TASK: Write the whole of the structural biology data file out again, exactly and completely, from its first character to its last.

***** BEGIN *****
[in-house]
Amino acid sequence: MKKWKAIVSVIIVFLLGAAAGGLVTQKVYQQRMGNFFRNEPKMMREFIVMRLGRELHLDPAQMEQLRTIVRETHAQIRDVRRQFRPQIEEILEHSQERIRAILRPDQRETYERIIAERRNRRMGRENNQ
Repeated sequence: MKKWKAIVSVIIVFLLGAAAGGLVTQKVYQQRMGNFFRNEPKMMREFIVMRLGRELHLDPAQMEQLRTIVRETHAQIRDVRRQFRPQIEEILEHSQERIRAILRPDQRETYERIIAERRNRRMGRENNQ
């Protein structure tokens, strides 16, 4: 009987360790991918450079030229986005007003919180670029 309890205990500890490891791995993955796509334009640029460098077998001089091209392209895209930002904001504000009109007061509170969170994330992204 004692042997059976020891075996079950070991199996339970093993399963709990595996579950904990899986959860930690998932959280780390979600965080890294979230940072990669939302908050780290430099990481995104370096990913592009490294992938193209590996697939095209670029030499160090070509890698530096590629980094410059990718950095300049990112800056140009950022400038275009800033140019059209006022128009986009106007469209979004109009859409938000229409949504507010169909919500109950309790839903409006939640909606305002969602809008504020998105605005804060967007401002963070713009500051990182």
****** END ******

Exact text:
[in-house]
Amino acid sequence: MKKWKAIVSVIIVFLLGAAAGGLVTQKVYQQRMGNFFRNEPKMMREFIVMRLGRELHLDPAQMEQLRTIVRETHAQIRDVRRQFRPQIEEILEHSQERIRAILRPDQRETYERIIAERRNRRMGRENNQ
Repeated sequence: MKKWKAIVSVIIVFLLGAAAGGLVTQKVYQQRMGNFFRNEPKMMREFIVMRLGRELHLDPAQMEQLRTIVRETHAQIRDVRRQFRPQIEEILEHSQERIRAILRPDQRETYERIIAERRNRRMGRENNQ
């Protein structure tokens, strides 16, 4: 009987360790991918450079030229986005007003919180670029 309890205990500890490891791995993955796509334009640029460098077998001089091209392209895209930002904001504000009109007061509170969170994330992204 004692042997059976020891075996079950070991199996339970093993399963709990595996579950904990899986959860930690998932959280780390979600965080890294979230940072990669939302908050780290430099990481995104370096990913592009490294992938193209590996697939095209670029030499160090070509890698530096590629980094410059990718950095300049990112800056140009950022400038275009800033140019059209006022128009986009106007469209979004109009859409938000229409949504507010169909919500109950309790839903409006939640909606305002969602809008504020998105605005804060967007401002963070713009500051990182």